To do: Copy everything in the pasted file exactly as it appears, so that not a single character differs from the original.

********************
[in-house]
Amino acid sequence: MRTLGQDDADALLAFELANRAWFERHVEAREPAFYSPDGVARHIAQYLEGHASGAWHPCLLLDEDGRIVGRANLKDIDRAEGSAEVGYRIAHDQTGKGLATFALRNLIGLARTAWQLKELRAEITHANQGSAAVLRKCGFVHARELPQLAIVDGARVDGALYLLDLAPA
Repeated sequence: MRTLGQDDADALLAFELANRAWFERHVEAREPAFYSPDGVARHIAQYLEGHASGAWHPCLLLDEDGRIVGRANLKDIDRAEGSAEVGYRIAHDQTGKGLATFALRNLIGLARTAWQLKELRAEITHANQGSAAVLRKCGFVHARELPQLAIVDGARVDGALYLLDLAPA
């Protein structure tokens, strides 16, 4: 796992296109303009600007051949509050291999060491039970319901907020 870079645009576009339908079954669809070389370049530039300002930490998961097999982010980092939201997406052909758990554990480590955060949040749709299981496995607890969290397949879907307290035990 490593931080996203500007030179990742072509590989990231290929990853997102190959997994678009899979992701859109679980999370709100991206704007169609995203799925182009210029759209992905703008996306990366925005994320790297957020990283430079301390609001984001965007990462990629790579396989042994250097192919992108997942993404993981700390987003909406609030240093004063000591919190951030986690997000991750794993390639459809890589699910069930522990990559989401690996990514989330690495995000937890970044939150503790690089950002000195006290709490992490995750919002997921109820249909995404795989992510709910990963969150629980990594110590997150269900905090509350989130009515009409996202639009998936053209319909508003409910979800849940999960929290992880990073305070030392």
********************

[in-house]
Amino acid sequence: MRTLGQDDADALLAFELANRAWFERHVEAREPAFYSPDGVARHIAQYLEGHASGAWHPCLLLDEDGRIVGRANLKDIDRAEGSAEVGYRIAHDQTGKGLATFALRNLIGLARTAWQLKELRAEITHANQGSAAVLRKCGFVHARELPQLAIVDGARVDGALYLLDLAPA
Repeated sequence: MRTLGQDDADALLAFELANRAWFERHVEAREPAFYSPDGVARHIAQYLEGHASGAWHPCLLLDEDGRIVGRANLKDIDRAEGSAEVGYRIAHDQTGKGLATFALRNLIGLARTAWQLKELRAEITHANQGSAAVLRKCGFVHARELPQLAIVDGARVDGALYLLDLAPA
């Protein structure tokens, strides 16, 4: 796992296109303009600007051949509050291999060491039970319901907020 870079645009576009339908079954669809070389370049530039300002930490998961097999982010980092939201997406052909758990554990480590955060949040749709299981496995607890969290397949879907307290035990 490593931080996203500007030179990742072509590989990231290929990853997102190959997994678009899979992701859109679980999370709100991206704007169609995203799925182009210029759209992905703008996306990366925005994320790297957020990283430079301390609001984001965007990462990629790579396989042994250097192919992108997942993404993981700390987003909406609030240093004063000591919190951030986690997000991750794993390639459809890589699910069930522990990559989401690996990514989330690495995000937890970044939150503790690089950002000195006290709490992490995750919002997921109820249909995404795989992510709910990963969150629980990594110590997150269900905090509350989130009515009409996202639009998936053209319909508003409910979800849940999960929290992880990073305070030392």